Gambling in Macau Not ‘Bad Behavior’

A Chinese central government agency recently included gambling on a list of “bad behaviors” to be avoided by Chinese citizens. An author of the directive points out that the warning does not refer to gambling in Macau.

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A recent circular issued by a Chinese central government agency warning residents not to gamble on holiday at home or while traveling does not include legal gambling in Macau, reported GGRAsia.

The China National Tourism Administration recently published a list of nine “bad behaviors” that included gambling. But Han Yuning, a scholar at Beijing International Studies University, told the publication said the warning was meant for those “gambling domestically on the Mainland.” Han helped to draft the notice, she said.

The directive also warned tourists against drug use; engaging in prostitution; damaging cultural relics; disorderly conduct on public transportation; unhygienic activity in public; violating social customs; endangering themselves and others; and damaging ecological environments, GGRAsia reported.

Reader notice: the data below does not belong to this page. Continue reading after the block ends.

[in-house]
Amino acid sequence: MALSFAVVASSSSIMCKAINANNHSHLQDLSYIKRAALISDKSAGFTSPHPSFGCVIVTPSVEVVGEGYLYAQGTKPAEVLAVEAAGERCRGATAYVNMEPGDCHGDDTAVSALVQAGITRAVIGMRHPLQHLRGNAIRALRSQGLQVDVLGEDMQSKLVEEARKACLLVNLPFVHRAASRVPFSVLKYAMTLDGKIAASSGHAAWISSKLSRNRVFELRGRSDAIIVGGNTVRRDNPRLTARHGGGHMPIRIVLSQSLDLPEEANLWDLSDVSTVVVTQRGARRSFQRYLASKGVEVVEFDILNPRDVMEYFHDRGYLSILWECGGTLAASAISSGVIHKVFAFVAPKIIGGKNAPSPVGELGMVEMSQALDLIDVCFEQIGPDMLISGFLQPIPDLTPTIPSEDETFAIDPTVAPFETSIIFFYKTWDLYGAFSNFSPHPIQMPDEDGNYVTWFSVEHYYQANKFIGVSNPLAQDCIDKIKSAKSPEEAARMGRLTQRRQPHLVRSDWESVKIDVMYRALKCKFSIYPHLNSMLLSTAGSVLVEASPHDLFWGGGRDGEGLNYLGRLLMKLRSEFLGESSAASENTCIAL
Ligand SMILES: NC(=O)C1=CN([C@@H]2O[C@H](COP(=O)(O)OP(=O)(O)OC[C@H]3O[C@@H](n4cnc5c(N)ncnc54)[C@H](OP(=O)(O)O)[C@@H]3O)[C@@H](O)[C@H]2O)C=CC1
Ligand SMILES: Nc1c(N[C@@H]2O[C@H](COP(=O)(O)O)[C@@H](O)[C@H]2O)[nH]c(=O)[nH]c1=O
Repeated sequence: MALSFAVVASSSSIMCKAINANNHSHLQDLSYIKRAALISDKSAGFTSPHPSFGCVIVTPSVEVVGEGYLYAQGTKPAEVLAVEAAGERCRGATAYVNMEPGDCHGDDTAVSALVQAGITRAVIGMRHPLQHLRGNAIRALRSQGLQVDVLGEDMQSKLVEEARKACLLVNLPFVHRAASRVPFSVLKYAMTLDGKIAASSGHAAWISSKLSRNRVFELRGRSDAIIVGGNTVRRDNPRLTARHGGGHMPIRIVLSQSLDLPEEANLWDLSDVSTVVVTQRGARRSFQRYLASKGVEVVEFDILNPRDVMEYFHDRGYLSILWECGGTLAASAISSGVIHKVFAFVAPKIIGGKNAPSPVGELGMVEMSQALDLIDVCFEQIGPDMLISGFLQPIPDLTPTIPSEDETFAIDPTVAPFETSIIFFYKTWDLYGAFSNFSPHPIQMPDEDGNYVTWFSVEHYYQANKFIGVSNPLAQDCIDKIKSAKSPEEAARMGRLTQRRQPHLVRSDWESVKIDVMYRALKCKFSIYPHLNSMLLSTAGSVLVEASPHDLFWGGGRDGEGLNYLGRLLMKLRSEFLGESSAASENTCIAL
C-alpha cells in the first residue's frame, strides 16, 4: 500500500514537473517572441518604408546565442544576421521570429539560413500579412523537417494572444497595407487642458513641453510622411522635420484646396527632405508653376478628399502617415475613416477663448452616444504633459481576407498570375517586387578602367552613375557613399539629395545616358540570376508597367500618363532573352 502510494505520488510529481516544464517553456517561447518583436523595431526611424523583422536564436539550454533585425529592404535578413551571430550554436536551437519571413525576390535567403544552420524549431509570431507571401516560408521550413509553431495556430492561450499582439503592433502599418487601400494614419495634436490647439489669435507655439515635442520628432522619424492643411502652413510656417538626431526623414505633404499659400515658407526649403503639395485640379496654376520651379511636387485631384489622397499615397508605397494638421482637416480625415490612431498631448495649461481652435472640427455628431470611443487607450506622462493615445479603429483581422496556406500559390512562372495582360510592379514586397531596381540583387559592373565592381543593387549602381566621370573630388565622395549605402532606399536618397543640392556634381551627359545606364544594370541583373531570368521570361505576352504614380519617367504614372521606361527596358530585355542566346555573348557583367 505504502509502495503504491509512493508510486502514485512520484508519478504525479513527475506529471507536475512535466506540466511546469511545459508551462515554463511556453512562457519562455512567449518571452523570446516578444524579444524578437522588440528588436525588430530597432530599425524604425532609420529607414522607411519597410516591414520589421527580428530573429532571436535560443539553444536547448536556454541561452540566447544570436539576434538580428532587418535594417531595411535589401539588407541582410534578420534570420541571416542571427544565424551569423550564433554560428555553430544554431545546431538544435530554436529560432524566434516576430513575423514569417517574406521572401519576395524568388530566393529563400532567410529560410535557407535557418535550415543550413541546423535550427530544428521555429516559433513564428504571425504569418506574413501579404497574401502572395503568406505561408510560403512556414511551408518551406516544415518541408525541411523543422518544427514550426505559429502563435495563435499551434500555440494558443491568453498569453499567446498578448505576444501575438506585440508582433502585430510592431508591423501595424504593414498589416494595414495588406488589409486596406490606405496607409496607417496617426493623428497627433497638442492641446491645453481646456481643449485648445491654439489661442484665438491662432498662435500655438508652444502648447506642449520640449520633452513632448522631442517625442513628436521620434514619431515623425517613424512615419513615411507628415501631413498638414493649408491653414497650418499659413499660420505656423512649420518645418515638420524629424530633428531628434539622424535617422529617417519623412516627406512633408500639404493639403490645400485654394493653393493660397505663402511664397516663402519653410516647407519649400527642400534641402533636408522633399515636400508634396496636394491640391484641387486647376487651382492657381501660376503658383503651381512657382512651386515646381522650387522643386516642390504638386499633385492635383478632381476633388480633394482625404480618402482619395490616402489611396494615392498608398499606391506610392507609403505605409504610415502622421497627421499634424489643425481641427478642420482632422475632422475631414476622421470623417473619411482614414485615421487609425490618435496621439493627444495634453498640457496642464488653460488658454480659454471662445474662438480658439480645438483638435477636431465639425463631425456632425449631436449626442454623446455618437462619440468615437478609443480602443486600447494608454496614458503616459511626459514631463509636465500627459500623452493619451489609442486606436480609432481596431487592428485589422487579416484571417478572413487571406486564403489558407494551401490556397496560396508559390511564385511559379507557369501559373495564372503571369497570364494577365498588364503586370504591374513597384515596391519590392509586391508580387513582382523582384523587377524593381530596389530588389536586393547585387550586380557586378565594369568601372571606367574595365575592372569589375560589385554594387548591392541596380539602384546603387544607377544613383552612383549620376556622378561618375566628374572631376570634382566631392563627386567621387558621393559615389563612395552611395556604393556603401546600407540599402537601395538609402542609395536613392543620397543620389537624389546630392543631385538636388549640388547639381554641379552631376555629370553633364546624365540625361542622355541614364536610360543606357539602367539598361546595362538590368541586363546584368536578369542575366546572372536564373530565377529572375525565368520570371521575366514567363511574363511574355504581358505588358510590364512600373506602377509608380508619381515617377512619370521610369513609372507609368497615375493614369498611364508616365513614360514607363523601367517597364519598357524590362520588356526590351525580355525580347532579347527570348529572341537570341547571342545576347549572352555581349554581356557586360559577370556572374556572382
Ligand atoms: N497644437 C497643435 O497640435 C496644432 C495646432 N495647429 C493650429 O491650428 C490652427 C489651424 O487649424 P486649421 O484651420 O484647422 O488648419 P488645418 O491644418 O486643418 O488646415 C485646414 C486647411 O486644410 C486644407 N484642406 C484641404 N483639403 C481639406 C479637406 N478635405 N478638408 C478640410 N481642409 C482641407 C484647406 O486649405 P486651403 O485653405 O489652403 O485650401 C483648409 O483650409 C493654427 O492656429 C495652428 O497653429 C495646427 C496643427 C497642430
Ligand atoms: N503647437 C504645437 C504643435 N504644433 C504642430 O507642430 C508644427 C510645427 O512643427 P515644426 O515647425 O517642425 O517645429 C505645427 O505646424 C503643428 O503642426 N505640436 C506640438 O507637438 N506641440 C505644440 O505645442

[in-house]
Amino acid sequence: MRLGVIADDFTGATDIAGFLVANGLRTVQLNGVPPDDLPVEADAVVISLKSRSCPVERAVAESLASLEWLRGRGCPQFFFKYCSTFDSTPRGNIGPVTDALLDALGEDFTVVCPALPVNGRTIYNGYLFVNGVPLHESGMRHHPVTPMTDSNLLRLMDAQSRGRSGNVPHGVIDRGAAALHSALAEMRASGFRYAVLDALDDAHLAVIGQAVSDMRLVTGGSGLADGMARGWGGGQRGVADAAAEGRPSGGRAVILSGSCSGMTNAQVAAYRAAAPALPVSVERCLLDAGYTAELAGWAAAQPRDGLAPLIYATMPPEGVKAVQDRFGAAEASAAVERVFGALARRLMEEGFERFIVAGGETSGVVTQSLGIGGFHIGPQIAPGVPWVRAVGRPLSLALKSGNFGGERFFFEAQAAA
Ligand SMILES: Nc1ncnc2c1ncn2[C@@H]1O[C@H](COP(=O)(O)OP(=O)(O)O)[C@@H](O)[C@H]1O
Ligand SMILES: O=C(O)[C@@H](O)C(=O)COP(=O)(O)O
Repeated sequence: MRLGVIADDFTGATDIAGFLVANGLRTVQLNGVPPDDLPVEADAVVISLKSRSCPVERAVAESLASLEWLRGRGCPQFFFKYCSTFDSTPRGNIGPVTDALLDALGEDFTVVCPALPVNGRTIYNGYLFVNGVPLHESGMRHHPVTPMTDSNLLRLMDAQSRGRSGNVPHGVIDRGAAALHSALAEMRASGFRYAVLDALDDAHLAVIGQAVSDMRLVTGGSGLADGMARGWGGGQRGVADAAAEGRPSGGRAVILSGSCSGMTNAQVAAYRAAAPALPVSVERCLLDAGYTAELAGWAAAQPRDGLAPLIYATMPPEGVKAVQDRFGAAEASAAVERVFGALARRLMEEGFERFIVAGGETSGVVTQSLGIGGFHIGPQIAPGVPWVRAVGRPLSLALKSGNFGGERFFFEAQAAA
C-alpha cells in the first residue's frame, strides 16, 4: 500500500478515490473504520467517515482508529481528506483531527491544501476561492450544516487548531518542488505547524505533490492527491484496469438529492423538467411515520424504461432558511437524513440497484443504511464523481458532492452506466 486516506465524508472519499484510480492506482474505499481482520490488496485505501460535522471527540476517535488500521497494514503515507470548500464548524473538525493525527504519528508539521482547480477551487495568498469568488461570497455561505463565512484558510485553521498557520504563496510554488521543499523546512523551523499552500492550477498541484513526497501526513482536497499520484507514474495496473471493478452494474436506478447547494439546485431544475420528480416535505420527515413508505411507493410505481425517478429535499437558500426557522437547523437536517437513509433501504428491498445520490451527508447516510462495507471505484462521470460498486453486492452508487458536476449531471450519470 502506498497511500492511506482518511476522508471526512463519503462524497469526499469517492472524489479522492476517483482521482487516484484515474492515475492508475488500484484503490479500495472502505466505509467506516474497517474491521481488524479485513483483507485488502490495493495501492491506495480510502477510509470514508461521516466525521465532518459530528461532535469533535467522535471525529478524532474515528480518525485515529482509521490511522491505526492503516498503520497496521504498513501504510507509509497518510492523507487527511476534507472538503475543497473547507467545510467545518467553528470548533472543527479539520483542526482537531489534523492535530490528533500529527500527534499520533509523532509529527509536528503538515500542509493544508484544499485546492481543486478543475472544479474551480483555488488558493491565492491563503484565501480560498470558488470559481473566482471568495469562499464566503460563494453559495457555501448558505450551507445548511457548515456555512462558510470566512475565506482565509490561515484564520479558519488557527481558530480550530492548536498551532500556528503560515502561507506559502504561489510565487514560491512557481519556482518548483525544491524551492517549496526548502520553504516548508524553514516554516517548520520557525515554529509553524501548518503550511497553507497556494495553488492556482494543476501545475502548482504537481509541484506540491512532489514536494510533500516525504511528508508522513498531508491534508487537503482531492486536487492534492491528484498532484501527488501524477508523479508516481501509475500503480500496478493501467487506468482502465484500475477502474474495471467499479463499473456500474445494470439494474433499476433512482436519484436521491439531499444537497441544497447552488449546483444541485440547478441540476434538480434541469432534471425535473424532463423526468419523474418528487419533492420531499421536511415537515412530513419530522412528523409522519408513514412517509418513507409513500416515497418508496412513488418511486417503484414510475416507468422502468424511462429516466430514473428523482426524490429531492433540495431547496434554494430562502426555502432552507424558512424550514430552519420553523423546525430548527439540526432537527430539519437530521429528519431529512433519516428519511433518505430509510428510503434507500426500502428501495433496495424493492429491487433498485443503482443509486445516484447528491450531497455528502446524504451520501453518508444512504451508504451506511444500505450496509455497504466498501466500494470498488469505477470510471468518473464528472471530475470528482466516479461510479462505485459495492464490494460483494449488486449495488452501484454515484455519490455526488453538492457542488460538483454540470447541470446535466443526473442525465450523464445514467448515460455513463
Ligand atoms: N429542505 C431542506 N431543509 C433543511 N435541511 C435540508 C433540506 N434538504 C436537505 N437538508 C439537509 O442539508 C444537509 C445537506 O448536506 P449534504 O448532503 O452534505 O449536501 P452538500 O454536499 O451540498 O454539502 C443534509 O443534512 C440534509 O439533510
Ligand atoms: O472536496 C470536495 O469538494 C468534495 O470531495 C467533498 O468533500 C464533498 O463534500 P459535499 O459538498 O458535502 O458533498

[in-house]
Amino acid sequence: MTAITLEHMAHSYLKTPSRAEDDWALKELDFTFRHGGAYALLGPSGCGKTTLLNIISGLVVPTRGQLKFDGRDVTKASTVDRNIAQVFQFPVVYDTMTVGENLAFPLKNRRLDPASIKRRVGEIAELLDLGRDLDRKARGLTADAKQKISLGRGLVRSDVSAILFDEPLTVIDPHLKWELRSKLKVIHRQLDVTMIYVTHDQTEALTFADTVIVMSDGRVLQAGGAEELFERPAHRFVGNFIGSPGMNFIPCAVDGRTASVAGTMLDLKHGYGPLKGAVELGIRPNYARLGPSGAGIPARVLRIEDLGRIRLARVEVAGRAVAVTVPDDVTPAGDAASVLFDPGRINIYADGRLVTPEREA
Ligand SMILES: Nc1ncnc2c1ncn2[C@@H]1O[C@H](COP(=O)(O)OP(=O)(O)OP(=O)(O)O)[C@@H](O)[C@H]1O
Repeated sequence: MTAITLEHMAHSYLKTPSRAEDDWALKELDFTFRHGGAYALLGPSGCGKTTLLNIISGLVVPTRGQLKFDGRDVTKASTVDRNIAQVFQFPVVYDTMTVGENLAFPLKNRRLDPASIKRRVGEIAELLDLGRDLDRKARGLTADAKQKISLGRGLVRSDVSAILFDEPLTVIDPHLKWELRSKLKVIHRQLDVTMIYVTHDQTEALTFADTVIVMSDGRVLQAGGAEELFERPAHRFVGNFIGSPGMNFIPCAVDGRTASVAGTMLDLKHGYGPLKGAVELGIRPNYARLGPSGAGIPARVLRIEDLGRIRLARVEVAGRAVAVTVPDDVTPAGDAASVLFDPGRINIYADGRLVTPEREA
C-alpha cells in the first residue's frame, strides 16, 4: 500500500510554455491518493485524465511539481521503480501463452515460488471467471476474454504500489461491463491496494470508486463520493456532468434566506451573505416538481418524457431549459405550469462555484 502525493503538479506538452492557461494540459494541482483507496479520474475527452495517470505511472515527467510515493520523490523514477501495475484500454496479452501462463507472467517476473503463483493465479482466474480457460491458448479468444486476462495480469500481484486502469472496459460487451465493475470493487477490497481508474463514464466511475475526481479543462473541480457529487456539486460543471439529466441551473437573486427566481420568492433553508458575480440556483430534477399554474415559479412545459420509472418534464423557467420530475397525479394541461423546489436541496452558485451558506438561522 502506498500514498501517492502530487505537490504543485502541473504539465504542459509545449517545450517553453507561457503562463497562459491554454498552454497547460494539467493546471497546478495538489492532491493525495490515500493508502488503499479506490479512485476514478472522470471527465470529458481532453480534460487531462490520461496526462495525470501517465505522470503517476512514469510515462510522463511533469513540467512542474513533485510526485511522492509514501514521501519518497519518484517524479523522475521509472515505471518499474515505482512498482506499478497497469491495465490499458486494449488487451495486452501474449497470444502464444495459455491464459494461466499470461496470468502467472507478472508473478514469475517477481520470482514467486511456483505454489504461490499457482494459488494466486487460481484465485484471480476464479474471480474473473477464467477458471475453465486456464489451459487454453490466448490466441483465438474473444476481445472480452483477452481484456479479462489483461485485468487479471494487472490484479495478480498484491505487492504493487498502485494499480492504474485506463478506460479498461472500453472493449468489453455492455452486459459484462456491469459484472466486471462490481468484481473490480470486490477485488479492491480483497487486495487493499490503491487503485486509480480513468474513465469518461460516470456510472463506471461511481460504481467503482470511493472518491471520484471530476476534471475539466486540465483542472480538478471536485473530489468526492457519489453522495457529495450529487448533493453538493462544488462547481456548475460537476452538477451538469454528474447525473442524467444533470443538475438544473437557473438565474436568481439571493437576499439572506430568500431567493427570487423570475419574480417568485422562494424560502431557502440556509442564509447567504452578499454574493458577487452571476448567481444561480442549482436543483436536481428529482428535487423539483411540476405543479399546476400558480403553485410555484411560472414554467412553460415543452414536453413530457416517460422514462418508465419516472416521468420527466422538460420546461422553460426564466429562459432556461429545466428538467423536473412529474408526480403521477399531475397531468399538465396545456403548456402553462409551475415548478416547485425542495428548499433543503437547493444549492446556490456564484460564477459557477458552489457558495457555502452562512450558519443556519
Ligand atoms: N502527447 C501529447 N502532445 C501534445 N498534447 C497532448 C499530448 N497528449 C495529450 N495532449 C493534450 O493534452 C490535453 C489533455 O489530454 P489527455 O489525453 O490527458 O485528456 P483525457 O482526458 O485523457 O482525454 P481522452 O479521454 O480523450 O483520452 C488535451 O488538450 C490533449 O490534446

Maria Helena de Senna Fernandes, director of the Macao Government Tourism Office, agreed that the guidelines do not apply to Macau, the only place in the People’s Republic of China where casino gaming is legal.

Concerns were raised when Chinese-language media said those who breached the CNTA rules could face sanctions and have their names recorded in a “black book” for at least a year, and up to five years for infractions that included criminal activity. Union Gaming Securities Asia Ltd. noted that ending up on a blacklist could ultimately lead to a negative report on a so-called “social credit” rating system in China, which scores citizens based on factors including social behavior and encounters with law enforcement. In addition, any person added to a blacklist could be called out publicly for the violations, the CNTA notice added.